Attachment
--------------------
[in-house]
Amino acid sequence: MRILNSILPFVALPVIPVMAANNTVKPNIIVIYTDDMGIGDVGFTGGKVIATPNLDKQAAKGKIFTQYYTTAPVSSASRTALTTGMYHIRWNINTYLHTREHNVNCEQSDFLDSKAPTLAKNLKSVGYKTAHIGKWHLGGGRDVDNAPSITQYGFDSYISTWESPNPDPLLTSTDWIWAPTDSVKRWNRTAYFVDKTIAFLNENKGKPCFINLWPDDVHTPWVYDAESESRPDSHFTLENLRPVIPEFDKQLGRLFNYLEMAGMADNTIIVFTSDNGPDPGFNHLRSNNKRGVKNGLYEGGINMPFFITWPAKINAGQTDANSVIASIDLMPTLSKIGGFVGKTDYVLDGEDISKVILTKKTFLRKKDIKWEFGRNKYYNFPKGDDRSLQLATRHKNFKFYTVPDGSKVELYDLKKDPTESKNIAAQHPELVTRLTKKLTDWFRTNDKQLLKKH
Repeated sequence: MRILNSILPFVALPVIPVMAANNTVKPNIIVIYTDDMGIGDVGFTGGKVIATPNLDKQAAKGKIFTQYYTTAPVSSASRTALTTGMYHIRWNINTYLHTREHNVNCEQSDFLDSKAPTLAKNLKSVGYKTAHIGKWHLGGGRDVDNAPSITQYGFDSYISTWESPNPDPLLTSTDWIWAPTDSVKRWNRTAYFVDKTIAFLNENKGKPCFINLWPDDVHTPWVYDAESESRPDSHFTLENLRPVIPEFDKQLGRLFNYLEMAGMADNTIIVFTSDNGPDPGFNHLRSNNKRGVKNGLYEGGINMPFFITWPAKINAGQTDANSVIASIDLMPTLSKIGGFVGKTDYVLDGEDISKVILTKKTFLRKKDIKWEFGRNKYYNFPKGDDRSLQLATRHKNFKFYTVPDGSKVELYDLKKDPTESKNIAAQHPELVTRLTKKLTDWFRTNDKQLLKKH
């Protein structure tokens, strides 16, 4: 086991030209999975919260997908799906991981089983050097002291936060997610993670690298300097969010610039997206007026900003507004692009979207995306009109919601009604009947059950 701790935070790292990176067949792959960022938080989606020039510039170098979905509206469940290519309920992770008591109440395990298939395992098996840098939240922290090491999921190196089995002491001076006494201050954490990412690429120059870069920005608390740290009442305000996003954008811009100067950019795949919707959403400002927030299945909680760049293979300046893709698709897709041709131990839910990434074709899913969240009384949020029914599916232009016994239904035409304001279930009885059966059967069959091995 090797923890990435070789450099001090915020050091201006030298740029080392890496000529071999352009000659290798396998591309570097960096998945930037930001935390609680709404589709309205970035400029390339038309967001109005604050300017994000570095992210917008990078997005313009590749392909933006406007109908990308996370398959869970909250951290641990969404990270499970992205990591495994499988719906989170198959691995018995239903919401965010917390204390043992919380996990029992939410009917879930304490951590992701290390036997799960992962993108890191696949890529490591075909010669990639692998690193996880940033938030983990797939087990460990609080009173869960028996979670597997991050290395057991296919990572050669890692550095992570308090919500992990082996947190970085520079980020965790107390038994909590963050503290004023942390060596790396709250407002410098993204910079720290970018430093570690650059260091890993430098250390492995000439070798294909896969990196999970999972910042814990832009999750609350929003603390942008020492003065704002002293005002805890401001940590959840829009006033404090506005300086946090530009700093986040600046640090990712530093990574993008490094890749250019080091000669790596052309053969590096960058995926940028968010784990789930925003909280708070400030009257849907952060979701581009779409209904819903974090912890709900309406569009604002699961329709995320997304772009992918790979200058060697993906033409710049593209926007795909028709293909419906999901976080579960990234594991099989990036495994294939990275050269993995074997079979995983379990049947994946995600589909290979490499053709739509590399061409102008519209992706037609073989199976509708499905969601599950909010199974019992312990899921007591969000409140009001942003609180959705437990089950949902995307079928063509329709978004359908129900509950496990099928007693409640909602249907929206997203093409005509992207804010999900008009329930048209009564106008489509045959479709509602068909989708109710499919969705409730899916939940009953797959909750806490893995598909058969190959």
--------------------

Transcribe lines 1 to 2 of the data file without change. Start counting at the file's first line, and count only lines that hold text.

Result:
[in-house]
Amino acid sequence: MRILNSILPFVALPVIPVMAANNTVKPNIIVIYTDDMGIGDVGFTGGKVIATPNLDKQAAKGKIFTQYYTTAPVSSASRTALTTGMYHIRWNINTYLHTREHNVNCEQSDFLDSKAPTLAKNLKSVGYKTAHIGKWHLGGGRDVDNAPSITQYGFDSYISTWESPNPDPLLTSTDWIWAPTDSVKRWNRTAYFVDKTIAFLNENKGKPCFINLWPDDVHTPWVYDAESESRPDSHFTLENLRPVIPEFDKQLGRLFNYLEMAGMADNTIIVFTSDNGPDPGFNHLRSNNKRGVKNGLYEGGINMPFFITWPAKINAGQTDANSVIASIDLMPTLSKIGGFVGKTDYVLDGEDISKVILTKKTFLRKKDIKWEFGRNKYYNFPKGDDRSLQLATRHKNFKFYTVPDGSKVELYDLKKDPTESKNIAAQHPELVTRLTKKLTDWFRTNDKQLLKKH